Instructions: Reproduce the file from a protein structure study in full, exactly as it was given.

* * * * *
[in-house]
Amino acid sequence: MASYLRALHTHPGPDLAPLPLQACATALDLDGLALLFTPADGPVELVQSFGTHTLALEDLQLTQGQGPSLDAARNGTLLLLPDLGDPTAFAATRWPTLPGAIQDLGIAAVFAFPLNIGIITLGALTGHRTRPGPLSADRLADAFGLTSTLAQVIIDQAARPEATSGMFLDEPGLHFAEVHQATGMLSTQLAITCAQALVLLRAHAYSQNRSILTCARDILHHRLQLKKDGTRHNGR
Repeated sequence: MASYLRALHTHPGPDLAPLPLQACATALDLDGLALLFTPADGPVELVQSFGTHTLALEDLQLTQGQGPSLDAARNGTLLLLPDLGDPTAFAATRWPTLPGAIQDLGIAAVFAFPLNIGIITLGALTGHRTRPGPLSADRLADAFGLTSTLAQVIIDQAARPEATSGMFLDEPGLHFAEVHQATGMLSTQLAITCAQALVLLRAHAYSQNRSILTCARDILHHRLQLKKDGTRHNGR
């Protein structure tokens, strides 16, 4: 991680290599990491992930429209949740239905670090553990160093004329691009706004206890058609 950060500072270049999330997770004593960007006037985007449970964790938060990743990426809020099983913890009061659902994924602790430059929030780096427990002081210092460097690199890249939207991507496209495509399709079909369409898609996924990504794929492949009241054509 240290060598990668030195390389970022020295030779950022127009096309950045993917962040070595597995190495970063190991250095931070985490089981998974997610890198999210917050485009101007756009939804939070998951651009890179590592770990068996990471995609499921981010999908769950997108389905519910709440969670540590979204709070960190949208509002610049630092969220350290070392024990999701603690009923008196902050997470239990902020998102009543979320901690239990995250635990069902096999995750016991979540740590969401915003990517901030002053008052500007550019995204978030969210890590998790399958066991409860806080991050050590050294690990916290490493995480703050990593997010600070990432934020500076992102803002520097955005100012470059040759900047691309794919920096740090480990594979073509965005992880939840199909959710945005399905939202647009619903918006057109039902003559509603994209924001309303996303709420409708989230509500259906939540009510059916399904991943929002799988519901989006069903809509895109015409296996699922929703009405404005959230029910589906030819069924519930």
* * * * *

[in-house]
Amino acid sequence: MASYLRALHTHPGPDLAPLPLQACATALDLDGLALLFTPADGPVELVQSFGTHTLALEDLQLTQGQGPSLDAARNGTLLLLPDLGDPTAFAATRWPTLPGAIQDLGIAAVFAFPLNIGIITLGALTGHRTRPGPLSADRLADAFGLTSTLAQVIIDQAARPEATSGMFLDEPGLHFAEVHQATGMLSTQLAITCAQALVLLRAHAYSQNRSILTCARDILHHRLQLKKDGTRHNGR
Repeated sequence: MASYLRALHTHPGPDLAPLPLQACATALDLDGLALLFTPADGPVELVQSFGTHTLALEDLQLTQGQGPSLDAARNGTLLLLPDLGDPTAFAATRWPTLPGAIQDLGIAAVFAFPLNIGIITLGALTGHRTRPGPLSADRLADAFGLTSTLAQVIIDQAARPEATSGMFLDEPGLHFAEVHQATGMLSTQLAITCAQALVLLRAHAYSQNRSILTCARDILHHRLQLKKDGTRHNGR
């Protein structure tokens, strides 16, 4: 991680290599990491992930429209949740239905670090553990160093004329691009706004206890058609 950060500072270049999330997770004593960007006037985007449970964790938060990743990426809020099983913890009061659902994924602790430059929030780096427990002081210092460097690199890249939207991507496209495509399709079909369409898609996924990504794929492949009241054509 240290060598990668030195390389970022020295030779950022127009096309950045993917962040070595597995190495970063190991250095931070985490089981998974997610890198999210917050485009101007756009939804939070998951651009890179590592770990068996990471995609499921981010999908769950997108389905519910709440969670540590979204709070960190949208509002610049630092969220350290070392024990999701603690009923008196902050997470239990902020998102009543979320901690239990995250635990069902096999995750016991979540740590969401915003990517901030002053008052500007550019995204978030969210890590998790399958066991409860806080991050050590050294690990916290490493995480703050990593997010600070990432934020500076992102803002520097955005100012470059040759900047691309794919920096740090480990594979073509965005992880939840199909959710945005399905939202647009619903918006057109039902003559509603994209924001309303996303709420409708989230509500259906939540009510059916399904991943929002799988519901989006069903809509895109015409296996699922929703009405404005959230029910589906030819069924519930």